Audubon Charter School expects that the renovations needed at the Banneker campus will take about two years before students can move in, an issue that is causing some tension with the Orleans Parish School Board, officials said Monday night.
The most pressing need is for an addition that can hold about four classrooms, said principal Latoye Brown on Monday night at a meeting of the school board’s facilities committee. There is also some heating and air-conditioning work to be done, some existing classrooms need to be reconfigured, and many exterior windows are blocked and need to be improved aesthetically, Brown said.
Audubon leaders also want to reconfigure the outdoor space, such as converting some of the parking space to play areas for the children. School leaders are not sure the city regulations will allow that, however, so they need time to address with that with city planners.
After the Orleans Parish School Board assigned Banneker to Audubon, OPSB officials indicated that they expected Audubon to move in as soon as the coming summer, and were unhappy with the idea of Banneker remaining vacant during the next school year. Audubon officials, however, have told OPSB that they need to complete the renovations before moving in — starting with taking engineers in to verify and update the final Recovery School District report on the building from a few years ago.
“We won’t put children in the building in July when there is some renovation that needs to take place,” Brown said.
On Monday night, Audubon’s facilities committee voted to create a “Request for Quotations” seeking architects to evaluate the building and design the renovations. If the school were to take as long as it needed to explore options with Banneker and create a fundraising campaign, the project could take as long as four years, said board member Eva Alito.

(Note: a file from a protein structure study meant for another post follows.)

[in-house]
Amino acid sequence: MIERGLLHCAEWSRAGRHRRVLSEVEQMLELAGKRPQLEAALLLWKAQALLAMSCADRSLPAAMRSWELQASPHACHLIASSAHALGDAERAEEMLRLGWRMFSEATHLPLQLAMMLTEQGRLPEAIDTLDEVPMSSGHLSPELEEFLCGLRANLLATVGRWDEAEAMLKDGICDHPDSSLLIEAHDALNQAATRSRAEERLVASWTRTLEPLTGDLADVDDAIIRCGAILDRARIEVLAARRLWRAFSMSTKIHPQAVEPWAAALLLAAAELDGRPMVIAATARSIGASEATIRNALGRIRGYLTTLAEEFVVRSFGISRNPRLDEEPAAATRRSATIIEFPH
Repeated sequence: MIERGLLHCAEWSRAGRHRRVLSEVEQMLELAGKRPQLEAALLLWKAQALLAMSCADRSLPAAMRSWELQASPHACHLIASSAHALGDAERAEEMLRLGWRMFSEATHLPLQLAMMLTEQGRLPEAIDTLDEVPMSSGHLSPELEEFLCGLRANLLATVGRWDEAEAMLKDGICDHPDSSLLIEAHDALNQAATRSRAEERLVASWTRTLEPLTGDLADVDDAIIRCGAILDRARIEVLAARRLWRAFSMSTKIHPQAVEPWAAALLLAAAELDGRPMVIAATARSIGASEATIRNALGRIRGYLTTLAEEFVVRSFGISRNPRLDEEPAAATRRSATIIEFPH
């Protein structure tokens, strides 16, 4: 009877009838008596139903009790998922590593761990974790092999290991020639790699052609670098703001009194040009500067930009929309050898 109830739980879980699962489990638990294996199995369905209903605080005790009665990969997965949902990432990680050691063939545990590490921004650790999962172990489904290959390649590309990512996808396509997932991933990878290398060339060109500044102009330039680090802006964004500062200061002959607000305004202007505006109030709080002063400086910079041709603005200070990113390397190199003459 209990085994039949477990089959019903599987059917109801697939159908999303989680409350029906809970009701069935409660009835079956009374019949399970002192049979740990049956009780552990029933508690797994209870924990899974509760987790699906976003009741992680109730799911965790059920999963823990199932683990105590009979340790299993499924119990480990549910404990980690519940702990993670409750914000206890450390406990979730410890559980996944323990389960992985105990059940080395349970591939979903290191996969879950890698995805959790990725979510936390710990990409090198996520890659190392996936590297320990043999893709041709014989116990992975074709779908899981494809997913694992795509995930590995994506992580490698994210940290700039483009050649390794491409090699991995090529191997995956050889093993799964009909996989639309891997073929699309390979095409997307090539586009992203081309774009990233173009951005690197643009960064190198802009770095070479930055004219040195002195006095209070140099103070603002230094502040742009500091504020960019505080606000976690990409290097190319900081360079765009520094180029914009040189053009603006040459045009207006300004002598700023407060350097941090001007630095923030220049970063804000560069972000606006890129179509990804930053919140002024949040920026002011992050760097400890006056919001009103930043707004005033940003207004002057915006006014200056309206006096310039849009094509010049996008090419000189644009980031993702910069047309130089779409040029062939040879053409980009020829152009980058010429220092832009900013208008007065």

“They’ve got to design an addition to the building, and those don’t just pop up out of the ground,” Alito said.
At a minimum, construction should take a year and a half, school leaders said, so a more optimistic estimate is two years when planning is included.
“We’ve been talking about how move out McDonogh 7 and move in to our new building as quickly as possible,” Brown said. “For us, more reasonable is an 18-to-24 month timeframe.”
Conversations about that timeline are still ongoing with the Orleans Parish School Board, she noted. Audubon officials have pointed out that these renovations were proposed in the application the OPSB approved for Banneker, and raised the question about whether by starting renovations quickly the building could be viewed as “occupied” by Audubon.
“Everything is really conjecture right now until can get in get hard data on what needs to be changed,” Brown said.
One board member, Rachel Van Voorhees Kirschman, suggested that Audubon may still be in a “due diligence” period on Banneker, in case the renovation costs end up far above expectations. Audubon school leaders suggested that rejecting Banneker would be extremely unlikely for a number of reasons.
Despite the issues with the Banneker building, it is still strongly preferable to the current building on Milan Street, Brown told the committee members. Milan is 37,000 square feet with its portable units and thus would need at least eight more classrooms added, while Banneker is much larger at 55,000 square feet and would only need the addition of four.
While the heating-and-air system at Banneker needs some work, but it is not nearly as old as that on Milan Street. Renovations or additions to the Milan Street building are also complicated, because the building is historic.
Ultimately, Banneker is still the best facility in the Uptown area, and any others that might come available are likely to have many of the same problems. Audubon families are also in favor of the close proximity of the two campuses, noted operations manager Alisa Dupre.
“There’s no other option, and Milan is not sustainable,” Dupre said.
The facilities committee will report to the full board at a meeting at 10 a.m. Saturday (Nov. 10) at the Broadway Street campus.
Monday’s meeting also included discussion of renovations at the Gentilly campus. See below to read our live coverage.